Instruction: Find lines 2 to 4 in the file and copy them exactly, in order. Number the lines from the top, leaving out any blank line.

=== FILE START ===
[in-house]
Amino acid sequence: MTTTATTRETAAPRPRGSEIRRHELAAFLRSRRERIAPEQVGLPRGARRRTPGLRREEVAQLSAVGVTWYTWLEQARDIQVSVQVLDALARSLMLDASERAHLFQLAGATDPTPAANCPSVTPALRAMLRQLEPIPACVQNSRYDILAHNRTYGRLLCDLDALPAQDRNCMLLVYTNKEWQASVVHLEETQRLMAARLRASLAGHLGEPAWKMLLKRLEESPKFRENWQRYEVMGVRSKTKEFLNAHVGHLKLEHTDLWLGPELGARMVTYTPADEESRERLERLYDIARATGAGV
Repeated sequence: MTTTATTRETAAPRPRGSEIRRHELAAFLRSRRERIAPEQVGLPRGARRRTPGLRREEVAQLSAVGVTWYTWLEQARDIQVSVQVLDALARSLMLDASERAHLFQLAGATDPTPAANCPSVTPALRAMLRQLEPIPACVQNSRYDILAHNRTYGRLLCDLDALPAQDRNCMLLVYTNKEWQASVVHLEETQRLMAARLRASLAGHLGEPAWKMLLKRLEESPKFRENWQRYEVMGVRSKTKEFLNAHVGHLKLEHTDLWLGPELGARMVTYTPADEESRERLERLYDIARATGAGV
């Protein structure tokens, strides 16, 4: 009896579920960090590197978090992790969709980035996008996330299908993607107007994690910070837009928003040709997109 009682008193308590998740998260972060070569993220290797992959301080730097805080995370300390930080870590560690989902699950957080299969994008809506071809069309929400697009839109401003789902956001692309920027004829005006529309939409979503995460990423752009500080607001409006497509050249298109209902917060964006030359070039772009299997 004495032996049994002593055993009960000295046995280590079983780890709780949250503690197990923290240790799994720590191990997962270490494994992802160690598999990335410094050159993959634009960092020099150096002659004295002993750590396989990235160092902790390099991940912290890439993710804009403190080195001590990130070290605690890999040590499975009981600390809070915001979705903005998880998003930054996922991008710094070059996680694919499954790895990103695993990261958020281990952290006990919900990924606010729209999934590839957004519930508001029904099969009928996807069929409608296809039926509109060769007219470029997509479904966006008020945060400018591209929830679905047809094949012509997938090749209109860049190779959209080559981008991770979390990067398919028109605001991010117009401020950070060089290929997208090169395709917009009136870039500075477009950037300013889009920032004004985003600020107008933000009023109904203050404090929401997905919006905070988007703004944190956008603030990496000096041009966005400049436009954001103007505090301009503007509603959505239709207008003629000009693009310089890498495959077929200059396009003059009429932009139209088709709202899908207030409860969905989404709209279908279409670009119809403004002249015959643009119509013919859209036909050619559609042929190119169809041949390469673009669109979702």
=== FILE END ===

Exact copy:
Amino acid sequence: MTTTATTRETAAPRPRGSEIRRHELAAFLRSRRERIAPEQVGLPRGARRRTPGLRREEVAQLSAVGVTWYTWLEQARDIQVSVQVLDALARSLMLDASERAHLFQLAGATDPTPAANCPSVTPALRAMLRQLEPIPACVQNSRYDILAHNRTYGRLLCDLDALPAQDRNCMLLVYTNKEWQASVVHLEETQRLMAARLRASLAGHLGEPAWKMLLKRLEESPKFRENWQRYEVMGVRSKTKEFLNAHVGHLKLEHTDLWLGPELGARMVTYTPADEESRERLERLYDIARATGAGV
Repeated sequence: MTTTATTRETAAPRPRGSEIRRHELAAFLRSRRERIAPEQVGLPRGARRRTPGLRREEVAQLSAVGVTWYTWLEQARDIQVSVQVLDALARSLMLDASERAHLFQLAGATDPTPAANCPSVTPALRAMLRQLEPIPACVQNSRYDILAHNRTYGRLLCDLDALPAQDRNCMLLVYTNKEWQASVVHLEETQRLMAARLRASLAGHLGEPAWKMLLKRLEESPKFRENWQRYEVMGVRSKTKEFLNAHVGHLKLEHTDLWLGPELGARMVTYTPADEESRERLERLYDIARATGAGV
């Protein structure tokens, strides 16, 4: 009896579920960090590197978090992790969709980035996008996330299908993607107007994690910070837009928003040709997109 009682008193308590998740998260972060070569993220290797992959301080730097805080995370300390930080870590560690989902699950957080299969994008809506071809069309929400697009839109401003789902956001692309920027004829005006529309939409979503995460990423752009500080607001409006497509050249298109209902917060964006030359070039772009299997 004495032996049994002593055993009960000295046995280590079983780890709780949250503690197990923290240790799994720590191990997962270490494994992802160690598999990335410094050159993959634009960092020099150096002659004295002993750590396989990235160092902790390099991940912290890439993710804009403190080195001590990130070290605690890999040590499975009981600390809070915001979705903005998880998003930054996922991008710094070059996680694919499954790895990103695993990261958020281990952290006990919900990924606010729209999934590839957004519930508001029904099969009928996807069929409608296809039926509109060769007219470029997509479904966006008020945060400018591209929830679905047809094949012509997938090749209109860049190779959209080559981008991770979390990067398919028109605001991010117009401020950070060089290929997208090169395709917009009136870039500075477009950037300013889009920032004004985003600020107008933000009023109904203050404090929401997905919006905070988007703004944190956008603030990496000096041009966005400049436009954001103007505090301009503007509603959505239709207008003629000009693009310089890498495959077929200059396009003059009429932009139209088709709202899908207030409860969905989404709209279908279409670009119809403004002249015959643009119509013919859209036909050619559609042929190119169809041949390469673009669109979702």